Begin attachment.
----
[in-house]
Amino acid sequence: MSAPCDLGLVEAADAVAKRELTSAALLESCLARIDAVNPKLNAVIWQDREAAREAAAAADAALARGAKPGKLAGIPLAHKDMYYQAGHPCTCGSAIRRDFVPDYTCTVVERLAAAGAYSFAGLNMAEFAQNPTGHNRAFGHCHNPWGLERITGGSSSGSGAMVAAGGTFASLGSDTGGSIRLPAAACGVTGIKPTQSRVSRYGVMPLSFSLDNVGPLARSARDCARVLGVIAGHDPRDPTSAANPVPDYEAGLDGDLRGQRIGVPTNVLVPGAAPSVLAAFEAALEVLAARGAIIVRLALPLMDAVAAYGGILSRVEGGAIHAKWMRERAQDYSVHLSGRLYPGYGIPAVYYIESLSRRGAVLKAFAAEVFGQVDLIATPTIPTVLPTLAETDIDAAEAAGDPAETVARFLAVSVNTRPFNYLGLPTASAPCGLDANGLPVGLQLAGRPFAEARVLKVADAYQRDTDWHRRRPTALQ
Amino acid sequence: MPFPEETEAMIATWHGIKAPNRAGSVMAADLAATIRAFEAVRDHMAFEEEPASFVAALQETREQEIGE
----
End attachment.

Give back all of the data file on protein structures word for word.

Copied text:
[in-house]
Amino acid sequence: MSAPCDLGLVEAADAVAKRELTSAALLESCLARIDAVNPKLNAVIWQDREAAREAAAAADAALARGAKPGKLAGIPLAHKDMYYQAGHPCTCGSAIRRDFVPDYTCTVVERLAAAGAYSFAGLNMAEFAQNPTGHNRAFGHCHNPWGLERITGGSSSGSGAMVAAGGTFASLGSDTGGSIRLPAAACGVTGIKPTQSRVSRYGVMPLSFSLDNVGPLARSARDCARVLGVIAGHDPRDPTSAANPVPDYEAGLDGDLRGQRIGVPTNVLVPGAAPSVLAAFEAALEVLAARGAIIVRLALPLMDAVAAYGGILSRVEGGAIHAKWMRERAQDYSVHLSGRLYPGYGIPAVYYIESLSRRGAVLKAFAAEVFGQVDLIATPTIPTVLPTLAETDIDAAEAAGDPAETVARFLAVSVNTRPFNYLGLPTASAPCGLDANGLPVGLQLAGRPFAEARVLKVADAYQRDTDWHRRRPTALQ
Amino acid sequence: MPFPEETEAMIATWHGIKAPNRAGSVMAADLAATIRAFEAVRDHMAFEEEPASFVAALQETREQEIGE